Baby gorilla and tiger saved
Protecting the wealth of species on earth is one of the main objectives of the World Wide Fund For Nature (WWF). The focus in this endeavour is mostly on groups of animals or on regions on earth.
The care for individual animals is usually not the prime objective. But sometimes the people at WWF are glad to make an exception. As the fieldworkers know a lot about wild animals, they are sometimes called upon to help an animal in distress. Two veterinarians, researching the behaviour of African forest elephants in Cameroon, were asked to take a look at a baby gorilla. The animal was torn away from its mother by poachers and was left to die in a national park. The baby monkey showed signs of severe dehydration. With the help of intravenous fluids and antibiotics the animal could be saved. The baby gorilla is now adopted into a shelter for orphaned gorillas.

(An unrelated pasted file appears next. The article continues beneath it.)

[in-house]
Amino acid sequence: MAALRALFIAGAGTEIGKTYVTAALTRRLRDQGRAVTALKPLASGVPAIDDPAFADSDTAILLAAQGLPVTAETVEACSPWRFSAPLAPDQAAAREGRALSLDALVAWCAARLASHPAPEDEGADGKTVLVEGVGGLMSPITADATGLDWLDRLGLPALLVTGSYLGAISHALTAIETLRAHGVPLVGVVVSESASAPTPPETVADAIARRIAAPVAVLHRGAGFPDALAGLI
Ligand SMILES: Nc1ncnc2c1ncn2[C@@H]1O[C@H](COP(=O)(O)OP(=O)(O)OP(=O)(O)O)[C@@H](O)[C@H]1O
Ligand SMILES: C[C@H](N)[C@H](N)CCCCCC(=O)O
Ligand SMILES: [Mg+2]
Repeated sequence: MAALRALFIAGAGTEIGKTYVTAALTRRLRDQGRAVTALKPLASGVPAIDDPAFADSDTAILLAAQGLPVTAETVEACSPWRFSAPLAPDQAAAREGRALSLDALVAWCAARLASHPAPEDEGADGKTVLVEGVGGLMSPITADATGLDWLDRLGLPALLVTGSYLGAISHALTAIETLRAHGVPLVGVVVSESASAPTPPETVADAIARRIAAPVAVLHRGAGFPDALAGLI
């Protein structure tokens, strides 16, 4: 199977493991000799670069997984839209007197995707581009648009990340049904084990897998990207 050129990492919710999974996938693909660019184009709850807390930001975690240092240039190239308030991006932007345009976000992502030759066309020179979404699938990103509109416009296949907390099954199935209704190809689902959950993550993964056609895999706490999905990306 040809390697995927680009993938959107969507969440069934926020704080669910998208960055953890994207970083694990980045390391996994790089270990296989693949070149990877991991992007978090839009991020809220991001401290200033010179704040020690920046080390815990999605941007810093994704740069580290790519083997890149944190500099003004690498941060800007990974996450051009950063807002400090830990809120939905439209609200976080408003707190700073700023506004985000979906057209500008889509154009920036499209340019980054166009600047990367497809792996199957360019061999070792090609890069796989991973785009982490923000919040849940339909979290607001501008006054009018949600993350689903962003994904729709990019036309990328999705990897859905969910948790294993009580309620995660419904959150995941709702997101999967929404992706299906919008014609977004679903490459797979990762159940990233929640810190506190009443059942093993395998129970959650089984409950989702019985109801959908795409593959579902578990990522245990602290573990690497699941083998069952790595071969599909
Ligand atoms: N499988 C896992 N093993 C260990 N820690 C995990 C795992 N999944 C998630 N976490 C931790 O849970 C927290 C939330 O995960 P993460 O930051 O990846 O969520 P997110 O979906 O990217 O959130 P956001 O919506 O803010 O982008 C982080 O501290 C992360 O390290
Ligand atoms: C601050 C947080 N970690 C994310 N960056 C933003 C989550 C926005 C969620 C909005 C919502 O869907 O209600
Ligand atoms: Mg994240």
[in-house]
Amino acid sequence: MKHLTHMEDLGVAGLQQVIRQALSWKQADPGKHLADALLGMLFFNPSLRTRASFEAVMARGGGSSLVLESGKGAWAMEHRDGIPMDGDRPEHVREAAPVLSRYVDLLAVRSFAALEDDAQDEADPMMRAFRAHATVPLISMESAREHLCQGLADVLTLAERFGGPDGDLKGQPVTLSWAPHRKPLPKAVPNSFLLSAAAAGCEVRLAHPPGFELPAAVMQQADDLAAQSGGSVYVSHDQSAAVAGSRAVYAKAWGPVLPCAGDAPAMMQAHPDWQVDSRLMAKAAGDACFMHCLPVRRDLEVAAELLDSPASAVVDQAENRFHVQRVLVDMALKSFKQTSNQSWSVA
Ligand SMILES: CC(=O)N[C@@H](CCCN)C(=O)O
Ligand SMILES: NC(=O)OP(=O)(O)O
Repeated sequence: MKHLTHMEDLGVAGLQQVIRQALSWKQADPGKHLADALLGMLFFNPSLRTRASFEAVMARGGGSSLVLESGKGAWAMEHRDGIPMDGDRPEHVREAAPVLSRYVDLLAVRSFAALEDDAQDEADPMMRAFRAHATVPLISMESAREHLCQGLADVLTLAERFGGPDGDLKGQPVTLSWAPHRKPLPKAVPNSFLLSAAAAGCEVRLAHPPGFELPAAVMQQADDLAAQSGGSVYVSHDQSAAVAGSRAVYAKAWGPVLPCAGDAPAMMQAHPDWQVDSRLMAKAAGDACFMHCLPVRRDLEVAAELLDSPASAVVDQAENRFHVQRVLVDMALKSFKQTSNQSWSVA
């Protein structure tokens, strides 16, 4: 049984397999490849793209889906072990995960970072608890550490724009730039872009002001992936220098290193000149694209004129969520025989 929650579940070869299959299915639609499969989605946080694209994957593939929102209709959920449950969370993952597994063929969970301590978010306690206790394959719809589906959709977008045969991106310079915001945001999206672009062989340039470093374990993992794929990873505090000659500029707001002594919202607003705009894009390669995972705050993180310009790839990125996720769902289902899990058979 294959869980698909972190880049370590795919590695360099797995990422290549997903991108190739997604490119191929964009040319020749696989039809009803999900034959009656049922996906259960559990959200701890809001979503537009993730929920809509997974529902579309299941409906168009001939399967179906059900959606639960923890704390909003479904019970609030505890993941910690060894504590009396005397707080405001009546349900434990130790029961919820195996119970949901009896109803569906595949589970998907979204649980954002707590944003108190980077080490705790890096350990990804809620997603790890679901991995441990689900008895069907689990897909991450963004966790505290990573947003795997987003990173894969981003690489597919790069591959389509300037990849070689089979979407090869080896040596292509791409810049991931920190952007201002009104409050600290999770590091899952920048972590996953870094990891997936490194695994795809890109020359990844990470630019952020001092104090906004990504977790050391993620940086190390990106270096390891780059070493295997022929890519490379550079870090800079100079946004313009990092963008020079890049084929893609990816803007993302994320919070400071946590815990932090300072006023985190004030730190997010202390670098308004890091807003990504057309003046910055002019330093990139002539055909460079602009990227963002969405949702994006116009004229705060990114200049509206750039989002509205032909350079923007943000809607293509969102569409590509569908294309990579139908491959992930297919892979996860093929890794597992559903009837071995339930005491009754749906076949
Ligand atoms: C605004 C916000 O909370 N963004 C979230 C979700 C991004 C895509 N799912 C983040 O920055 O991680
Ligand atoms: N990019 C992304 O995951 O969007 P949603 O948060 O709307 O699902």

Also for a tiger a rescue was organised. The tiger, from a nearby national park, got trapped in a well and was barely able to keep its head above the water. The WWF workers tranquillized the animal, after which they were able to heave it out of the well. Luckily, the animal’s fall down the well had not caused it any injuries. The tiger could be returned to the national park directly. In India tigers regularly fall into and they cannot always be saved. The WWF is having lids made for wells so the local communities can cover them up.